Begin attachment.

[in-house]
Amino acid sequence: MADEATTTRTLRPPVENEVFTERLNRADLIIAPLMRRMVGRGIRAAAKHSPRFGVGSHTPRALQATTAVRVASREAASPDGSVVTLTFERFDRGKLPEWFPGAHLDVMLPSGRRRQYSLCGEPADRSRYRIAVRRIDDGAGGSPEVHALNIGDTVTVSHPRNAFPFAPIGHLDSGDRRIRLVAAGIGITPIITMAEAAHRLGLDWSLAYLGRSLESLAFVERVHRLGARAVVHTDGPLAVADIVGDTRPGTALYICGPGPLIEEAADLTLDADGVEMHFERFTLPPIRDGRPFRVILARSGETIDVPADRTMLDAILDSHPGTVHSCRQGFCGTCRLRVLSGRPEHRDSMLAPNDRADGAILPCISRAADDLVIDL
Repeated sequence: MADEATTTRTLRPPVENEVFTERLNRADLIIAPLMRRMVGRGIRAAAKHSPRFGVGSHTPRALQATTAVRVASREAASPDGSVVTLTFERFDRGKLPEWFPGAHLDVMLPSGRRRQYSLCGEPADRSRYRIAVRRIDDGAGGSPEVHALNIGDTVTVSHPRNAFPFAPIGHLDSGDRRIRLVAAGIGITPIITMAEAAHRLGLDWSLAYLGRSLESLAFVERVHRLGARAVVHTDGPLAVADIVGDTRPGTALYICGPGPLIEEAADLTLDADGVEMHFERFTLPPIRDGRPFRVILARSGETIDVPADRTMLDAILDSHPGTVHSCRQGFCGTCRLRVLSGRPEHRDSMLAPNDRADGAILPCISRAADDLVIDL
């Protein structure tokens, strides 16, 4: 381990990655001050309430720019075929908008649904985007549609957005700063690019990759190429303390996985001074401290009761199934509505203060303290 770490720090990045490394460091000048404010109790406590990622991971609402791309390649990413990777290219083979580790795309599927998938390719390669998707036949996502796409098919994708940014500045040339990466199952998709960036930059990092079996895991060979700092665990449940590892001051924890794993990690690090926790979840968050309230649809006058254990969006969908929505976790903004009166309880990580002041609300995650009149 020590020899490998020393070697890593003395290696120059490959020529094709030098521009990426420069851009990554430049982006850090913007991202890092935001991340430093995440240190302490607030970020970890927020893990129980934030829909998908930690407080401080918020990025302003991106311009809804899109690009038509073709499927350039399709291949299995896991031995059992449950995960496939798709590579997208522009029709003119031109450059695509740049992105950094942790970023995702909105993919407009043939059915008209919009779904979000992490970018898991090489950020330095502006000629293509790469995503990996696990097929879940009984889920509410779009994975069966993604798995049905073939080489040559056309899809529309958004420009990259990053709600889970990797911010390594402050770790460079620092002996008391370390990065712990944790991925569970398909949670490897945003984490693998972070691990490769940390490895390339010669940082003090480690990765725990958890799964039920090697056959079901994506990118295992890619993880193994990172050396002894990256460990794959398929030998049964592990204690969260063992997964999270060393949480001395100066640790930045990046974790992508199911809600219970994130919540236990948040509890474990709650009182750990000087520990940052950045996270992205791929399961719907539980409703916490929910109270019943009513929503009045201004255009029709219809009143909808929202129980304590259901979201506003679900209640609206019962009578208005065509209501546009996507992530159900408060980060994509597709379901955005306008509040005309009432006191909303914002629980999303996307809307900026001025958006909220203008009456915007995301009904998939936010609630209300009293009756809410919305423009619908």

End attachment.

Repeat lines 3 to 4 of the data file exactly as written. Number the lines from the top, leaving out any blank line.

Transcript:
Repeated sequence: MADEATTTRTLRPPVENEVFTERLNRADLIIAPLMRRMVGRGIRAAAKHSPRFGVGSHTPRALQATTAVRVASREAASPDGSVVTLTFERFDRGKLPEWFPGAHLDVMLPSGRRRQYSLCGEPADRSRYRIAVRRIDDGAGGSPEVHALNIGDTVTVSHPRNAFPFAPIGHLDSGDRRIRLVAAGIGITPIITMAEAAHRLGLDWSLAYLGRSLESLAFVERVHRLGARAVVHTDGPLAVADIVGDTRPGTALYICGPGPLIEEAADLTLDADGVEMHFERFTLPPIRDGRPFRVILARSGETIDVPADRTMLDAILDSHPGTVHSCRQGFCGTCRLRVLSGRPEHRDSMLAPNDRADGAILPCISRAADDLVIDL
């Protein structure tokens, strides 16, 4: 381990990655001050309430720019075929908008649904985007549609957005700063690019990759190429303390996985001074401290009761199934509505203060303290 770490720090990045490394460091000048404010109790406590990622991971609402791309390649990413990777290219083979580790795309599927998938390719390669998707036949996502796409098919994708940014500045040339990466199952998709960036930059990092079996895991060979700092665990449940590892001051924890794993990690690090926790979840968050309230649809006058254990969006969908929505976790903004009166309880990580002041609300995650009149 020590020899490998020393070697890593003395290696120059490959020529094709030098521009990426420069851009990554430049982006850090913007991202890092935001991340430093995440240190302490607030970020970890927020893990129980934030829909998908930690407080401080918020990025302003991106311009809804899109690009038509073709499927350039399709291949299995896991031995059992449950995960496939798709590579997208522009029709003119031109450059695509740049992105950094942790970023995702909105993919407009043939059915008209919009779904979000992490970018898991090489950020330095502006000629293509790469995503990996696990097929879940009984889920509410779009994975069966993604798995049905073939080489040559056309899809529309958004420009990259990053709600889970990797911010390594402050770790460079620092002996008391370390990065712990944790991925569970398909949670490897945003984490693998972070691990490769940390490895390339010669940082003090480690990765725990958890799964039920090697056959079901994506990118295992890619993880193994990172050396002894990256460990794959398929030998049964592990204690969260063992997964999270060393949480001395100066640790930045990046974790992508199911809600219970994130919540236990948040509890474990709650009182750990000087520990940052950045996270992205791929399961719907539980409703916490929910109270019943009513929503009045201004255009029709219809009143909808929202129980304590259901979201506003679900209640609206019962009578208005065509209501546009996507992530159900408060980060994509597709379901955005306008509040005309009432006191909303914002629980999303996307809307900026001025958006909220203008009456915007995301009904998939936010609630209300009293009756809410919305423009619908």